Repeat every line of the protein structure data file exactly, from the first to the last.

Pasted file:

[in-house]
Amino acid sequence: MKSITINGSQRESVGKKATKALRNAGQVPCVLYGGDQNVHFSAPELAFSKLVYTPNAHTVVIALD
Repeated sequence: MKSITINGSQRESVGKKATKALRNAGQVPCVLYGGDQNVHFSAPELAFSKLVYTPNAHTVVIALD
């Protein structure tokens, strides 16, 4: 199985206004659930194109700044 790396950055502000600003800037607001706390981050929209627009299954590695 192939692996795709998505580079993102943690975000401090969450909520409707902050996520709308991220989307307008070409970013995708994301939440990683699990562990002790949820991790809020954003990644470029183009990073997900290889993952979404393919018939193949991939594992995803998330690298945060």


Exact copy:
[in-house]
Amino acid sequence: MKSITINGSQRESVGKKATKALRNAGQVPCVLYGGDQNVHFSAPELAFSKLVYTPNAHTVVIALD
Repeated sequence: MKSITINGSQRESVGKKATKALRNAGQVPCVLYGGDQNVHFSAPELAFSKLVYTPNAHTVVIALD
């Protein structure tokens, strides 16, 4: 199985206004659930194109700044 790396950055502000600003800037607001706390981050929209627009299954590695 192939692996795709998505580079993102943690975000401090969450909520409707902050996520709308991220989307307008070409970013995708994301939440990683699990562990002790949820991790809020954003990644470029183009990073997900290889993952979404393919018939193949991939594992995803998330690298945060």